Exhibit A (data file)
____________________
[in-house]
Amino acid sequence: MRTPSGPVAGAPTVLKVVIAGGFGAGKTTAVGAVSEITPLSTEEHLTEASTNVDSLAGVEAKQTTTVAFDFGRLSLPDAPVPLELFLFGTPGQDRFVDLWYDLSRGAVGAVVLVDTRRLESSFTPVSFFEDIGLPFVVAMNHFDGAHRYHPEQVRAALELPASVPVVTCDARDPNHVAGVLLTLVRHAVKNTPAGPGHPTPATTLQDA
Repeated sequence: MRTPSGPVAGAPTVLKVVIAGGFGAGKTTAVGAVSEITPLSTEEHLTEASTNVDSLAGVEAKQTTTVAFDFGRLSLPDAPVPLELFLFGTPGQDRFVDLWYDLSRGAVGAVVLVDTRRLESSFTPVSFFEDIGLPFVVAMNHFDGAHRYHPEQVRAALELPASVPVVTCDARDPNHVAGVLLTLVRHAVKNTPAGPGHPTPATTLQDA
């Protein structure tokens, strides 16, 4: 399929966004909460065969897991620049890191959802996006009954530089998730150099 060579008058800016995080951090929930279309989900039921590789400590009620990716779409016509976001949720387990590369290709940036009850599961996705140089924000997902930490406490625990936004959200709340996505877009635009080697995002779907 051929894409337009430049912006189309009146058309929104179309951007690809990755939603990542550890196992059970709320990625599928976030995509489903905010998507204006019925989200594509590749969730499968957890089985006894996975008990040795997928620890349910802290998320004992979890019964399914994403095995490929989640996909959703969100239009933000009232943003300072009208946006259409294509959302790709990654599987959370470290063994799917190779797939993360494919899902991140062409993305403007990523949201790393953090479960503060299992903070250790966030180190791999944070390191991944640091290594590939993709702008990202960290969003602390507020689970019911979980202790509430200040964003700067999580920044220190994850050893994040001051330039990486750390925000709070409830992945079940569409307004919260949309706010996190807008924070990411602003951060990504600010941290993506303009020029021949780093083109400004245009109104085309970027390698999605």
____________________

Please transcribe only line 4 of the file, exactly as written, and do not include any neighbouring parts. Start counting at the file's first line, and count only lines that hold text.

């Protein structure tokens, strides 16, 4: 399929966004909460065969897991620049890191959802996006009954530089998730150099 060579008058800016995080951090929930279309989900039921590789400590009620990716779409016509976001949720387990590369290709940036009850599961996705140089924000997902930490406490625990936004959200709340996505877009635009080697995002779907 051929894409337009430049912006189309009146058309929104179309951007690809990755939603990542550890196992059970709320990625599928976030995509489903905010998507204006019925989200594509590749969730499968957890089985006894996975008990040795997928620890349910802290998320004992979890019964399914994403095995490929989640996909959703969100239009933000009232943003300072009208946006259409294509959302790709990654599987959370470290063994799917190779797939993360494919899902991140062409993305403007990523949201790393953090479960503060299992903070250790966030180190791999944070390191991944640091290594590939993709702008990202960290969003602390507020689970019911979980202790509430200040964003700067999580920044220190994850050893994040001051330039990486750390925000709070409830992945079940569409307004919260949309706010996190807008924070990411602003951060990504600010941290993506303009020029021949780093083109400004245009109104085309970027390698999605």